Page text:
The ‘Lean, Clean And Green’ AIIB Is Ready For More Ambitious, Independent Projects

The Asian Infrastructure Investment Bank (AIIB) has been operating for eighteen months, and, contrary to the fears of some Western analysts, the bank has tightly controlled risks, engaging in projects that are sensitive to local politics, social conditions, and the environment. While the AIIB has mainly been working closely with other multilateral development banks, the AIIB is poised to take on further projects on its own.

So far, so good

The AIIB has so far embarked upon infrastructure projects in Azerbaijan, India, Pakistan, Myanmar, Tajikistan, Georgia, Indonesia, Oman, and Bangladesh. All of these involved close cooperation with multilateral development banks, including the World Bank, Asian Development Bank, and the European Bank for Reconstruction and Development, except for a project in Myanmar launched in September 2016 and a project just launched this past June in Gujarat, India. Projects aim to construct infrastructure such as roads, natural gas pipelines and infrastructure, hydropower stations, ports, railways, and power plants and distribution systems. These projects have all been viewed as sound investments by stakeholders.

The AIIB’s operations have been so successful in this period, in fact, that Moody’s assigned the development bank a Triple-A credit rating last week after closely examining the development bank’s procedures. According to Moody’s, “The AAA rating takes into account the strength of AIIB’s governance frameworks, including its policies on risk management, capital adequacy and liquidity….We expect AIIB’s liquidity position to be as strong as that of other highly rated multilateral development banks (MDBs).”

What is more, although at its inception, some experts had expressed concern that the AIIB would become a tool of the Chinese government, this fear has not manifested itself in reality. This can be attributed in part to the close adherence to institutional principles, but also to the structure of the bank’s management. The AIIB is run by a Board of Governors and a Board of Directors, as well as senior management members and an international advisory panel. The Board of Governors come from eighty member countries, while the Board of Directors is made up of twelve representatives and alternates from world regions. The multilateral nature of these governing bodies, coupled with the experience of senior management and international advisors, has ensured that the AIIB maintains a solid reputation for fairness in project selection and implementation.

Going it alone

The AIIB is expected to maintain its strong track record of carrying out sufficient due diligence, controlling for risks, and holding substantial capital going forward. While those components of AIIB operations will not change, the infrastructure bank is beginning take on more standalone projects. Speaking on this matter, Laurel Ostfield, Head of Communication and Development at the AIIB, stated that “the intention was always to be able to do our own standalone projects.” Working closely with other development banks in the first months of operation has, in fact, helped to provide a solid foundation of experience for AIIB employees without development bank experience, and now the AIIB is ready to move forward.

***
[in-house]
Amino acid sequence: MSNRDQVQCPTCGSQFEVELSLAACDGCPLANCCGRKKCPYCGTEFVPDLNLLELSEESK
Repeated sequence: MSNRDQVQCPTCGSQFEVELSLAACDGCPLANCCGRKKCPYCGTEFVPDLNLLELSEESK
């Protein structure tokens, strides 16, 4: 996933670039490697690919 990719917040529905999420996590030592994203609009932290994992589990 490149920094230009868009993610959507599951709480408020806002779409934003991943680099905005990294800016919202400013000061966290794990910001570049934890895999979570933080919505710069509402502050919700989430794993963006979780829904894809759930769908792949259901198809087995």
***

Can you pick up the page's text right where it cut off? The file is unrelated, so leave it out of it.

Ostfield went on to say that the AIIB would take on more projects by itself, or in a leadership position with other development banks, and that the multilateral nature of the AIIB would help to negate some of the potential economic, social, and political risks. She noted that all projects will be assessed individually for risks, including those in higher risk countries.

Ms. Ostfield also stated that larger projects would require funding from various sources; in these cases, funding might come from other development banks, governments, and the private sector. “The fact of the matter is that the infrastructure gap ranges in the trillions of dollars and so it needs everybody to come to the table.”

Moving forward

The AIIB held its second annual meeting in Jeju, South Korea this past June, where AIIB President Jin Liqun stated, “the Bank has an important role to play as a facilitator and supporter of the Paris Agreement , and we thus place great emphasis on helping our members transition towards a low-carbon future.” Jin called the AIIB’s operational practices “lean, clean and green,” as in, responsive to infrastructure needs, committed to good governance, and dedicated to sustainable development practices.

Going forward, we can not only expect the AIIB to invest in more standalone projects, but also to issue bonds, particularly given Moody’s high rating. According to Soren Elbech, Treasurer of the AIIB, this could happen within a few months. Given the success of the bank so far, these are likely to be in high demand.


Source: The Forbes

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